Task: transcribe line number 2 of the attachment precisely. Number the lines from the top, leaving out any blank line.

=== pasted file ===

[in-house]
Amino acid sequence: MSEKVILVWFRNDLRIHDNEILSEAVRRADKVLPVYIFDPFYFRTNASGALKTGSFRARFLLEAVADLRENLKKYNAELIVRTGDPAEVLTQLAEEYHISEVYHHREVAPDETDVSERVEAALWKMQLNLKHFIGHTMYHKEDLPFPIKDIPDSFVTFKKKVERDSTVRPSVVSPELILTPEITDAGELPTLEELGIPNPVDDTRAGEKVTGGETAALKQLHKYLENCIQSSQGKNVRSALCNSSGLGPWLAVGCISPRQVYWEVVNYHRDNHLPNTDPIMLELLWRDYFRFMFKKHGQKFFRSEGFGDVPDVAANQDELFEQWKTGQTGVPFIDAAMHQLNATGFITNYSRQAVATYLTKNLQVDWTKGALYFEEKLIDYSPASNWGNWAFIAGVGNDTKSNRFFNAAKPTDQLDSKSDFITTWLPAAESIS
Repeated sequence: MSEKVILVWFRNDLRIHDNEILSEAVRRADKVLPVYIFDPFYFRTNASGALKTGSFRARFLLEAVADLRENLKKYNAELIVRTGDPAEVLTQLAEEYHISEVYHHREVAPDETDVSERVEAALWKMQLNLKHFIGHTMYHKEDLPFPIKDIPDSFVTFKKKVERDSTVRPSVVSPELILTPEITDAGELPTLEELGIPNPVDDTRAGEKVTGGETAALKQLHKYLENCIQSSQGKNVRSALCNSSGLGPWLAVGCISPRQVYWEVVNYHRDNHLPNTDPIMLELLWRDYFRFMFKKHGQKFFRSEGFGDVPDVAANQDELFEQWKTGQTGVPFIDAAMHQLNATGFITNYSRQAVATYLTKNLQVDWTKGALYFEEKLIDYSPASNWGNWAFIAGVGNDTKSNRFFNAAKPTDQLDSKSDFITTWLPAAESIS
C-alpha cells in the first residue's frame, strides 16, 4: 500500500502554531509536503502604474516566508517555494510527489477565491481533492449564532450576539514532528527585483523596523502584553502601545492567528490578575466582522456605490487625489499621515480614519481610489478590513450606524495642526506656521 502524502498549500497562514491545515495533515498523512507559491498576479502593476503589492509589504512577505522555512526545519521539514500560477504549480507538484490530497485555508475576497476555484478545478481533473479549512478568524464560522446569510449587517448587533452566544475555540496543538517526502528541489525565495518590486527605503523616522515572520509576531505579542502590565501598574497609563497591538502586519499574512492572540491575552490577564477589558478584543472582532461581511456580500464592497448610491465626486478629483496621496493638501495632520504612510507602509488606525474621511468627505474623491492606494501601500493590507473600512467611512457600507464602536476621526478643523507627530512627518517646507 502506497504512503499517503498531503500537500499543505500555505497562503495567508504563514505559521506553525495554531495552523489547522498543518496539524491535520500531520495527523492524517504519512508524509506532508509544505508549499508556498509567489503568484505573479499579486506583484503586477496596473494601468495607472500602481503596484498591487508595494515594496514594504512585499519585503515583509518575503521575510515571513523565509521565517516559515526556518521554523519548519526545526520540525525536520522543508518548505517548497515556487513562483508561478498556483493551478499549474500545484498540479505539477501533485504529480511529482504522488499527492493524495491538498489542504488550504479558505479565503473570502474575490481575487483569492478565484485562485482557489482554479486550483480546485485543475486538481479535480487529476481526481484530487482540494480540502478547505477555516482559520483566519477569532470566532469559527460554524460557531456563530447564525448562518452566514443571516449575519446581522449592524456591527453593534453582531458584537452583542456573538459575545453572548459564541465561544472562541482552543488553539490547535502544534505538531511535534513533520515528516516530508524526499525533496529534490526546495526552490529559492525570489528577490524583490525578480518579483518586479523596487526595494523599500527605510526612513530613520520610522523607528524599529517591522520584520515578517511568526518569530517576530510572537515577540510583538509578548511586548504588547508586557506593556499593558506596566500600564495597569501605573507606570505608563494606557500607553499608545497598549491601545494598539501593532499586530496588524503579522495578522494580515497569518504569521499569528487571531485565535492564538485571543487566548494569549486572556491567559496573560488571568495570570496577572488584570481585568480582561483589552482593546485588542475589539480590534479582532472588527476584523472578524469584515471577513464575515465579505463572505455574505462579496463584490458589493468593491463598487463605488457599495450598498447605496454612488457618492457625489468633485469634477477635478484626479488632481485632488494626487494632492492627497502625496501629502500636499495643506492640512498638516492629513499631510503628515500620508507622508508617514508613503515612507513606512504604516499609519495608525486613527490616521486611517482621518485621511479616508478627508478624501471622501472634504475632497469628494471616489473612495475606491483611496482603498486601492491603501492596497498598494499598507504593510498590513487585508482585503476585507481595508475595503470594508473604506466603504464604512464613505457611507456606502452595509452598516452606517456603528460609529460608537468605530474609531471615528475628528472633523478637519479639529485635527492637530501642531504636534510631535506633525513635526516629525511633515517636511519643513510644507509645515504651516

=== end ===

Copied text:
Amino acid sequence: MSEKVILVWFRNDLRIHDNEILSEAVRRADKVLPVYIFDPFYFRTNASGALKTGSFRARFLLEAVADLRENLKKYNAELIVRTGDPAEVLTQLAEEYHISEVYHHREVAPDETDVSERVEAALWKMQLNLKHFIGHTMYHKEDLPFPIKDIPDSFVTFKKKVERDSTVRPSVVSPELILTPEITDAGELPTLEELGIPNPVDDTRAGEKVTGGETAALKQLHKYLENCIQSSQGKNVRSALCNSSGLGPWLAVGCISPRQVYWEVVNYHRDNHLPNTDPIMLELLWRDYFRFMFKKHGQKFFRSEGFGDVPDVAANQDELFEQWKTGQTGVPFIDAAMHQLNATGFITNYSRQAVATYLTKNLQVDWTKGALYFEEKLIDYSPASNWGNWAFIAGVGNDTKSNRFFNAAKPTDQLDSKSDFITTWLPAAESIS